Devon

Devon England is an English county characterized by the striking natural beauty of its wild moorland. Situated between the Bristol Channel and the English Channel, Devon is the only county in England to offer two separate coastlines. The dramatic landscapes of this region of England are home to one of the country’s most breathtaking national parks. Devon also lays claim to be the original home of Devonshire, or clotted, cream, a requirement for a proper English tea.

History

Based on archeological findings, Devon England is thought to have been inhabited for millennia, including prominent roles in many English power struggles, such as the War of the Roses. Throughout these centuries, Devon has been mined for metals. The most notable mined metal was tin, made from a mineral found in granite. Between the 12th and 18th centuries, Devon established its own Stannary Parliament, protecting its vital role in the mining and production of metals, thus giving the area independence to make their own laws. Though mining ceased in the 20th century, archeological remains show the development of mining techniques throughout the region’s history.

Cities

Cities
Cities

The three largest cities in Devon England are Exeter, Plymouth, and Torquay. Exeter is situated along the River Exe and serves as the capital of the county. Exeter once marked the most southwesterly settlement of Roman Britain. Today, visitors come primarily to see Exeter’s stunning 12th century cathedral.

Plymouth is located 37 miles southwest of Exeter. Plymouth is home to the largest concentration of cobbled streets in Britain. It also boasts the island’s deepest aquarium tank at the National Marine Aquarium, as well as 20 war memorials, including the National Armada memorial. Plymouth’s location makes the city an excellent base for visits to Dartmoor National Park and nearby Cornwall.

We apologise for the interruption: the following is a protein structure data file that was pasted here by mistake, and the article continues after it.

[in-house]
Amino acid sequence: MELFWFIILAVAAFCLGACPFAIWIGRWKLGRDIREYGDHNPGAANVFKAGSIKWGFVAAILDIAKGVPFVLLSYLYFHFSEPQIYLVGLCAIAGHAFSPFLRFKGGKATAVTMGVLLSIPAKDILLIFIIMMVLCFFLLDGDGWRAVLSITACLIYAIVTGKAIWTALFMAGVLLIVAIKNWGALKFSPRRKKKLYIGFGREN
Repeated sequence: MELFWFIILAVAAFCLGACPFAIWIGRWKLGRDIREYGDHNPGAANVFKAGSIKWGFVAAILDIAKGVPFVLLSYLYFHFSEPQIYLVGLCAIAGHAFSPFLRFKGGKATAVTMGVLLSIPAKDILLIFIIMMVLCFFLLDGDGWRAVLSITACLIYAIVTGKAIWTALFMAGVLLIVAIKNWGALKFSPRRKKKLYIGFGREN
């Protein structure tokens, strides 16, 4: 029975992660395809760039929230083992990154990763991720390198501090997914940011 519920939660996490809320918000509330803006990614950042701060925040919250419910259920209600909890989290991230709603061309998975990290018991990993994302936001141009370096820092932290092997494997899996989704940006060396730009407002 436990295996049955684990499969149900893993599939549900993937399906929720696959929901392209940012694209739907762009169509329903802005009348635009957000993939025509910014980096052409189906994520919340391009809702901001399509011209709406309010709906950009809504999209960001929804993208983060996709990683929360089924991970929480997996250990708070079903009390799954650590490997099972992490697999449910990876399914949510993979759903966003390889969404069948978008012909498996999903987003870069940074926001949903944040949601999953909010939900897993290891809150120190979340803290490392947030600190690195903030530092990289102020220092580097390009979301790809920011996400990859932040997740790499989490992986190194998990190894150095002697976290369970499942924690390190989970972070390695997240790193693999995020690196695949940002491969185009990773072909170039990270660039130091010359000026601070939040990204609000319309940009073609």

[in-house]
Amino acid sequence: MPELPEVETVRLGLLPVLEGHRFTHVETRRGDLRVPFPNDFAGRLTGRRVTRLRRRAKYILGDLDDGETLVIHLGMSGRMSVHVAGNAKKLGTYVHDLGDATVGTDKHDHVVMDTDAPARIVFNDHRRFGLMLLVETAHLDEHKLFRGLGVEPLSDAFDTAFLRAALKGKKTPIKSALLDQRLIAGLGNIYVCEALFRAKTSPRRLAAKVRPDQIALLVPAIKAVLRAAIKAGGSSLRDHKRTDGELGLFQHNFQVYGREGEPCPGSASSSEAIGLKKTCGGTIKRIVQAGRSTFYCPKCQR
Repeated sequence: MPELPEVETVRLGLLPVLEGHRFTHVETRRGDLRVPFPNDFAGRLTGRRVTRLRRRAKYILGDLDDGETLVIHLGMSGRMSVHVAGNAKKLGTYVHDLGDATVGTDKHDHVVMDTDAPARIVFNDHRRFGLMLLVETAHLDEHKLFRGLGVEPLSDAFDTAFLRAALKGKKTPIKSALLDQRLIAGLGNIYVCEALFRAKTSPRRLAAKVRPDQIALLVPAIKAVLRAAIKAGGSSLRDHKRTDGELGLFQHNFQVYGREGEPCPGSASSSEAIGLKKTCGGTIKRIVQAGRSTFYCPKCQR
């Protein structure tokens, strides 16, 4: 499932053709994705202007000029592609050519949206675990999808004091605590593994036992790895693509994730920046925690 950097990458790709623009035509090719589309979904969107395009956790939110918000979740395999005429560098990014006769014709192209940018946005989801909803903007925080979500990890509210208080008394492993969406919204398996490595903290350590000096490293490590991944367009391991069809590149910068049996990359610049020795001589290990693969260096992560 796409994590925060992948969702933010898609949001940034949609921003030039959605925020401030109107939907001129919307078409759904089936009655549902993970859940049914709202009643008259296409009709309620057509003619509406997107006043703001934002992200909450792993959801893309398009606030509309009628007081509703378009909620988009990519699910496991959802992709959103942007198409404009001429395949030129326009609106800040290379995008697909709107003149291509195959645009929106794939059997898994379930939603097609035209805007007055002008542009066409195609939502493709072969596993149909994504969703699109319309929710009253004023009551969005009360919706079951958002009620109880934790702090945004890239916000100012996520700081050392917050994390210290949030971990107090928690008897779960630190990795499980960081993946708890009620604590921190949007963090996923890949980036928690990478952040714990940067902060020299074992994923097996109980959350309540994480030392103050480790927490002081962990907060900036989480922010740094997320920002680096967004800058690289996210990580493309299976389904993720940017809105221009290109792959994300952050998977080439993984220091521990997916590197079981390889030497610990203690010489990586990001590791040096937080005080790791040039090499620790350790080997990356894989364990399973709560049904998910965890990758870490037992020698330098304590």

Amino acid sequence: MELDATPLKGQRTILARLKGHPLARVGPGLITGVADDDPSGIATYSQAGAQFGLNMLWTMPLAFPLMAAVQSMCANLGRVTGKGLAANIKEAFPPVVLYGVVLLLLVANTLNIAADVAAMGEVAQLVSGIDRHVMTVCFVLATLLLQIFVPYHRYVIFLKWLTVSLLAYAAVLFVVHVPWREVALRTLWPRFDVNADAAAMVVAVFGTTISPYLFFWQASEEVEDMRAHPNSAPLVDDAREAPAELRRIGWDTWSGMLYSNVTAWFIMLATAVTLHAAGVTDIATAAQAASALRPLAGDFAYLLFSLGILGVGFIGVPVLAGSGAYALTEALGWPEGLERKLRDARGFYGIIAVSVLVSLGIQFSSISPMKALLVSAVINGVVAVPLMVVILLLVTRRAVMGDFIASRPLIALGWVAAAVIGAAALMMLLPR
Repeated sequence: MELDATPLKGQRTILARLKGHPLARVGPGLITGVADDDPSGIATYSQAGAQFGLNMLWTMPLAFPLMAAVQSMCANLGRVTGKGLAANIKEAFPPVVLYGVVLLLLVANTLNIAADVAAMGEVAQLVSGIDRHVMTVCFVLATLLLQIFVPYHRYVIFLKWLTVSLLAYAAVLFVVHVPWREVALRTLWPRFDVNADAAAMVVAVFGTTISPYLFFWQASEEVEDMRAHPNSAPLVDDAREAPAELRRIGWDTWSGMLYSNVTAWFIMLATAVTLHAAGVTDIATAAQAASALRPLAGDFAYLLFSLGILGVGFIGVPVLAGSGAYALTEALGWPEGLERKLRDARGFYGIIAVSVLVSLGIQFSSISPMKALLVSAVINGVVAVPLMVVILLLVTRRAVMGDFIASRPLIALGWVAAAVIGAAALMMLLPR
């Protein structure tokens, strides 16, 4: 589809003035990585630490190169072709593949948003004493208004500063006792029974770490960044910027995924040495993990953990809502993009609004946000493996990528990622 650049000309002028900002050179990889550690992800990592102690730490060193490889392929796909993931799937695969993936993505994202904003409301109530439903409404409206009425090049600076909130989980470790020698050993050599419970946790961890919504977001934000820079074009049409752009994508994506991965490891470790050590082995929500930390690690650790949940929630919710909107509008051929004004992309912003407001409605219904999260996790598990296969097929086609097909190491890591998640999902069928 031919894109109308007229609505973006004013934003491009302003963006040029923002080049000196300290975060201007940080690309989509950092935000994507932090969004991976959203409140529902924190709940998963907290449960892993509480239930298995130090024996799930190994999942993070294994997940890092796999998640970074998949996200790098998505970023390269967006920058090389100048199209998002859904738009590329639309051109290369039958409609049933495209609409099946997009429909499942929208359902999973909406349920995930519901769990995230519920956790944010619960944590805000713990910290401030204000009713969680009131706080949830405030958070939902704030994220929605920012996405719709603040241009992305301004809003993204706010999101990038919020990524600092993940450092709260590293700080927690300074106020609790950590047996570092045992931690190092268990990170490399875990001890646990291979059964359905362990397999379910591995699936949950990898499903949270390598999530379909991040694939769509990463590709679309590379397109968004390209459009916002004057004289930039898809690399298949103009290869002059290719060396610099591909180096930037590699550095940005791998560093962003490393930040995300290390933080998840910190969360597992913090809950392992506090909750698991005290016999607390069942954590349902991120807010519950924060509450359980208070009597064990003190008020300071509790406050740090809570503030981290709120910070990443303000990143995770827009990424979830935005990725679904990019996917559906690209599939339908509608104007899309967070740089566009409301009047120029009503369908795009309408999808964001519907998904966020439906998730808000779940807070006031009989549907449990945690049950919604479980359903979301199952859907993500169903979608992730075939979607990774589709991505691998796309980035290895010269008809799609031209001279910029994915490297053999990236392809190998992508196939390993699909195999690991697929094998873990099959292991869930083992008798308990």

22 miles south of Exeter, Torquay has been a seaside resort town since the early 19th century. Made popular by vacationing members of the Royal Navy and Victorian high society, Torquay earned the nickname the English Riviera. Visitors enjoy exploring the beaches, tributes to former resident, Agatha Christie, and the archeological finds at Kent’s Cavern.

Dartmoor National Park

Dartmoor National Park
Dartmoor National Park

Devon is perhaps best known as the home of Dartmoor National Park. Comprised of 368 square miles of protected moorland, the rolling hills of the park are made from thick layers of peat covering the largest single deposit of granite in Britain. The park is characterized large hills, called tors, surrounded by rain-soaked bogs and mires. In addition to serving as a protected home to a variety of wildlife, this unique landscape has long preserved many archeological treasures. Among these are numerous stone circles and the largest collection of Bronze Age remains in all of the United Kingdom.

Dartmoor National Park offers a plethora of activities, of which hill walking has long since been the most popular. Annually, thousands of people take part in the Ten Tors Challenge, offering walking routes of varying lengths and difficulties, including Dartmoor’s highest point, High Willhays, at 2,037 feet above sea level. Rock-climbing is also popular throughout the park. The rivers that flow throughout Dartmoor are popular for kayaking, canoeing, and fishing. The park also offers paths for cycling and horseback riding.

Devon England Hotels & Lodging

Devon England Hotels & Lodging
Devon England Hotels & Lodging

Visitors to Devon England have an abundance of lodging options from which to choose. Hotels such as the Victoria in Sydmouth (pictured) offer stately elegance, while bed and breakfasts such as The Elmdene in Torquay pride themselves excellent personal service. Rental cottages and private vacation homes are also available throughout the county for added privacy or larger groups.

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